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How much a dollar cost

How much a dollar cost

North & South speaks with KiwiSaver providers and an ethical investment charity to understand how Israel’s war on Gaza could influence your KiwiSaver. 

By Theo Macondald

Image: Free Palestine protesters in downtown Auckland march through torrential rain on January 28.

Late last November, nearly one month into Israel’s ground invasion of the Gaza Strip, high school teacher Louisa announced to her 1300 Instagram followers that she was switching her KiwiSaver to Simplicity. A Sāmoan New Zealander, who grew up under clouds of Pākehā racism, Louisa believes in Palestine’s right to self-determination. She followed the news of the Hamas-led October 7 massacres and anticipated Israel’s brutal retaliation. As Palestine’s civilian death toll steadily grew, Louisa became concerned that her KiwiSaver scheme might support companies complicit in Israel’s illegal settlements in the occupied Palestinian territories. She emailed her bank to ask whether it was reevaluating its investments in Motorola Solutions and Alstom, two multinational companies with exposure to Israel. The bank never replied, so Louisa shopped around.

Despite Simplicity not being a familiar name, like ANZ or Westpac, she was encouraged by its 8 November announcement that it was divesting its holdings in three Israeli banks it found did not reach the standards of its Responsible Investment Policy: Bank Hapoalim BM, Bank Leumi Le Israel BM and Mizrahi Tefahot Bank Ltd. Simplicity listened to its customers’ concerns and reassessed its holdings. So Louisa made the switch, then went on social media to encourage her friends and family to do the same.

Louisa’s story is that of many Kiwis. Now in her 30s, she has been contributing a portion of her paycheck to her KiwiSaver every week since she was a teenager. At 18, she was placed with a default provider, and didn’t think too much about whether this bank aligned with her values. It was a bank. Doesn’t the government make sure banks can’t invest in human rights violations? It took the recent escalation of the Israeli–Palestinian conflict (the Israel-Hamas war), and campaigns by activist groups such as the New Zealand Palestine Solidarity Network, to trigger Louisa’s recognition that her growing retirement fund might have some connection to Israel’s occupation of Palestine.

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In a December article in the New York Review of Books (“A Bitter Season in the West Bank”), Israeli peace activist David Shulman reported from occupied Palestine: “At the latest count, some 20 villages in the central West Bank have been partially or entirely emptied of their inhabitants. Israeli human rights activists are doing what we can to support those who are left — we have shifts 24/7 in some of the most threatened villages in South Hebron and the Jordan Valley — but in many cases the Palestinians can simply no longer stand the [Israeli settlers’] threats, violence, and harassment.” Shulman has been advocating for Palestine for decades, but this latest violence has generated new demand for perspectives such as his, in New Zealand as much as anywhere else.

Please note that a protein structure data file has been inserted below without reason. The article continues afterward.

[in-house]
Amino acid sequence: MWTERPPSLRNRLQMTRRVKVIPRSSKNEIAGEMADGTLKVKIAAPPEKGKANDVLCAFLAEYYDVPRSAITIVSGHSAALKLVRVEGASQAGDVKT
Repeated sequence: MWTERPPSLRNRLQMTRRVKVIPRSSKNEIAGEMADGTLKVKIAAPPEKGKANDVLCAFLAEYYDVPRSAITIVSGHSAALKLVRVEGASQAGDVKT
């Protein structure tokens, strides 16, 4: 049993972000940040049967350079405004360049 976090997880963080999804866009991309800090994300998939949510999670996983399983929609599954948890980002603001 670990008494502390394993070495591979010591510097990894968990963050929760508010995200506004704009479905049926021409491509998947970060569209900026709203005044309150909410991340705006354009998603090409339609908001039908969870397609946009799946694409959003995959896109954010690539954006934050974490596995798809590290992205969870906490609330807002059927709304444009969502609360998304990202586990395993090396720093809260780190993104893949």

Every weekend since October 7, Kiwis have taken to the streets in protest, through Biblical rain and infernal heatwaves. Thousands have gathered in Auckland, Hamilton, New Plymouth, Wellington, Christchurch, Invercargill, Nelson, Napier and Queenstown — the list goes on — to demand an urgent ceasefire. Palestine’s death toll has multiplied many times over to an estimated 27,000 (against approximately 1500 Israeli deaths). Oxfam recently reported that Israel’s military is killing, on average, 250 Palestinians every day. Palestinian civilians who escape Israeli missiles face a bounty of humanitarian disasters: famine, disease and homelessness.

In November, a Talbot Mills poll of New Zealanders 18 and above recorded 60 per cent support for an immediate ceasefire, with 12 per cent opposed and the remainder “neutral or unsure”. Accepting that calls for an immediate ceasefire represent a pro-Palestine politic — Israel’s UN Ambassador Gilad Erdan argues a “ceasefire only serves to prolong Hamas’ reign of terror” — this poll suggests the majority of New Zealand recognises Israel’s perpetuation of this war. Following the poll, 1News reported New Zealand Jewish Council spokesperson Juliet Moses’s response that a ceasefire is only possible with the complete surrender of Hamas. Dayenu: New Zealand Jews Against Occupation co-founder Justine Sachs counters that the massive civilian deaths incurred by Israel’s pursuit of Hamas invalidate Moses’s support of a continued assault on Gaza.

For many protesters, public demonstrations are their only option to try and keep Palestinian suffering at the forefront of the public imagination. On the other hand, Canadian author Naomi Klein is one of many pro-Palestine activists who believe the most constructive tool for opposing Israel’s occupation of Gaza is the international community’s financial agency. In a recent Guardian article — “We have a tool to stop Israel’s war crimes: BDS” — Klein describes economic penalties as a way for global citizens to “create our own foreign policy from below, one that intervenes in the culture and economy in intelligent and strategic ways.”

Klein predominantly speaks of the Boycott, Divestment and Sanctions (BDS) movement, the much-debated Palestinian-led nonviolent campaign inspired by the successful boycotts against South African apartheid (“I ain’t gonna play Sun City!”). For consumers, BDS campaigns most visibly advocate against spending money with strategically selected Israel-based companies (SodaStream, Ahava) and multinational companies perceived to be either complicit in Israel’s illegal settlements in occupied Palestine (Motorola Solutions, Caterpillar) or supporting Israel’s military forces in this latest war (McDonald’s, Disney+).